Would you be interested in....

Home improvement Q&A, pictures and news fro Mid Century Modern Homes and Houses(NOT for Real Estate)

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Stephen
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Would you be interested in....

Postby Stephen » Sat Aug 23, 2008 8:19 am

A flat-pack, (mostly) put-it-together-yourself home? Think Ikea on a MUCH bigger scale.

On architect and myself are working on something unique and I was just wondering if that concept completely scares people or not.

We're working on some ideas to get a modern home system under $150/sq ft at 1800-2000 sq ft -- while still offering some of the elements that make homes like Kappe's LivingHomes so spectacular. We're aiming for something like that but designed for people who can't afford $900k + land + site work.
Stephen Meade
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http://www.OCModHomes.com
http://www.CliffMaySocal.com
and
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Postby Dallasmodern » Sun Aug 24, 2008 11:27 am

It's a good idea. Several metal building systems offer these kind of 'kits", but they are more often reserved for utilitarian uses such as warehouses and barns. Over the last twenty years they have become more popular with churches and schools, typically with limited budgets. It's a good fit. But I have yet to see the idea carry over to the residential market. I'm curious, tell me more...

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Postby fillmore » Sun Aug 24, 2008 3:34 pm

ive been interested in something like this for several years, but i guess my only fear is public perception as far as re-sale value. technically, its a modular home on a typical spread footing foundation.

i really like the flatpak system by the lazor office. the only problem i see is that this could only be a feasible solution as "affordable" family housing in a limited market of regions. of course, california would be one of those markets.

www.flatpakhouse.com

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Postby SDR » Sun Aug 24, 2008 5:42 pm

Nice. Go thru this photoset.

http://www.flickr.com/photos/flatpakhou ... 570777466/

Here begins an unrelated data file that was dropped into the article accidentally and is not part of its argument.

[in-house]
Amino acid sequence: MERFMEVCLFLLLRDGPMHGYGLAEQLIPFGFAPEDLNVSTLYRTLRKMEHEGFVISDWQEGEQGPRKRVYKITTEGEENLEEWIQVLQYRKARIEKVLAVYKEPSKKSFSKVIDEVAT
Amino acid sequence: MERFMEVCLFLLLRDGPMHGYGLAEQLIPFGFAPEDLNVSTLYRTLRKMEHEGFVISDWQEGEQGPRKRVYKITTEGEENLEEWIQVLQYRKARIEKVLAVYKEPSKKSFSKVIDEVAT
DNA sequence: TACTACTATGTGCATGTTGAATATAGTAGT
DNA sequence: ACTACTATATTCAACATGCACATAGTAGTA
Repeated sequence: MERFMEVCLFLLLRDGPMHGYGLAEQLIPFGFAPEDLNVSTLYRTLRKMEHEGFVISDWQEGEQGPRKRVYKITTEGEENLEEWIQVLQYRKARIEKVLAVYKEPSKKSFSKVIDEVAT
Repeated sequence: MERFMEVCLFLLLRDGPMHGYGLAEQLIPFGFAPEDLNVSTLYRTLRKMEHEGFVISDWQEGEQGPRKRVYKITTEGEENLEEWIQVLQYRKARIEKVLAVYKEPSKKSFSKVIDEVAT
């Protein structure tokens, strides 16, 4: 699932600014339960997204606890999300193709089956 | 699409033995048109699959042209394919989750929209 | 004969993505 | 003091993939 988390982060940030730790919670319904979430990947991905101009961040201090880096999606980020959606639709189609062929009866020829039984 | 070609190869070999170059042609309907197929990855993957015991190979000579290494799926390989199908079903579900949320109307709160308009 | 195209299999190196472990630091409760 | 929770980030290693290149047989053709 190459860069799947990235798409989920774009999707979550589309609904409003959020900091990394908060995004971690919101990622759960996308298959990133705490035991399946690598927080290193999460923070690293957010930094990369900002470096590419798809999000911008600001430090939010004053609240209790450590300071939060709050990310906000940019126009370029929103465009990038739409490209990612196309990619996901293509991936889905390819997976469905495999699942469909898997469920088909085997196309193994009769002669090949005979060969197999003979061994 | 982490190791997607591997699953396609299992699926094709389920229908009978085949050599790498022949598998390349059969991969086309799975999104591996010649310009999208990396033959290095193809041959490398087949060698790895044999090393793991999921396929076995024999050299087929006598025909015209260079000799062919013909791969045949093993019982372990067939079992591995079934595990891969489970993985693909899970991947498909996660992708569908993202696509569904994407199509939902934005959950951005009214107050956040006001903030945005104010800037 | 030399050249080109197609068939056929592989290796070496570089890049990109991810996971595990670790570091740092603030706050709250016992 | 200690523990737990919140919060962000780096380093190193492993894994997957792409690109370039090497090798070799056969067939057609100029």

Let's see what you're up to, Stephen. It's a crying need. . .


SDR

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Postby Joe » Sun Aug 24, 2008 6:55 pm

already exist. see my article in California Modern from last Summer

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Postby fillmore » Sun Aug 24, 2008 9:54 pm

SDR wrote:Nice. Go thru this photoset.

http://www.flickr.com/photos/flatpakhou ... 570777466/

Let's see what you're up to, Stephen. It's a crying need. . .


SDR

yea, thats the house of the lazor office founder. there was also a real interesting piece done on it on a hgtv episode of "whats with that house." it gave a real cool video tour of the home, and covered the construction phase. the only problem is, this still isnt considered an affordable option in much of the country.

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Postby Stephen » Sun Aug 24, 2008 10:37 pm

To add some clarification. We're looking at (various) methods to help us get to $150/sq ft + land on a 1700 - 1900sq ft design. A panelized low-skill assembly process was just one idea.

The idea is to create an attractive, innovative, modern home targeted to many "second-time" homebuyers. It's designed as a viable alternative to a 2000-2200sq ft typical tract home. Another design criteria is to maximize usability of smaller lots (4000 - 6000sq ft). The last point could really help keep costs of the finished product low. We're initially thinking the target is for infill residential development, rather than the typical onesie custom-home market.

Interestingly, one idea that keeps coming up between us is somewhat of a "reinvention" of the Cliff May prefabs. At first I dismissed this as romantic nostalgia but the more I thought about the more it seemed like an idea worth exploring. Frequently the big voice against this is that because of code changes it would simply not be possible. However, I believe I have a handle on solutions for all of the problems.

Structural: a steel post-and beam structure is recyclable, easy to assemble, and will easily meet any shear-strength requirements in earthquake areas.

Title 24: Modern windows and doors along with SIPs for other outer walls and roof should give us enough of a boost to maintain compliance without reducing fenestration.
Stephen Meade

SoCal Realtor - DRE 01378749

Pacific West Assoc. of Realtors President-Elect

http://www.OCModHomes.com

http://www.CliffMaySocal.com

and

Cliff May Homeowner

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Postby Joe » Tue Aug 26, 2008 8:49 pm

been there, done that. good luck finding land.

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Postby SDR » Tue Aug 26, 2008 9:03 pm

The man is SUCH a downer. . .





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Postby Stephen » Tue Aug 26, 2008 10:33 pm

SDR wrote:The man is SUCH a downer. . .


SDR


Haha...you said it not me, SDR ;)

A lot of the things we have planned are either not fully-formed ideas or things we'd rather keep secret. What would the fun if there was no sense of mystery and surprise?
Stephen Meade

SoCal Realtor - DRE 01378749

Pacific West Assoc. of Realtors President-Elect

http://www.OCModHomes.com

http://www.CliffMaySocal.com

and

Cliff May Homeowner

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Postby Ricola » Wed Aug 27, 2008 7:36 am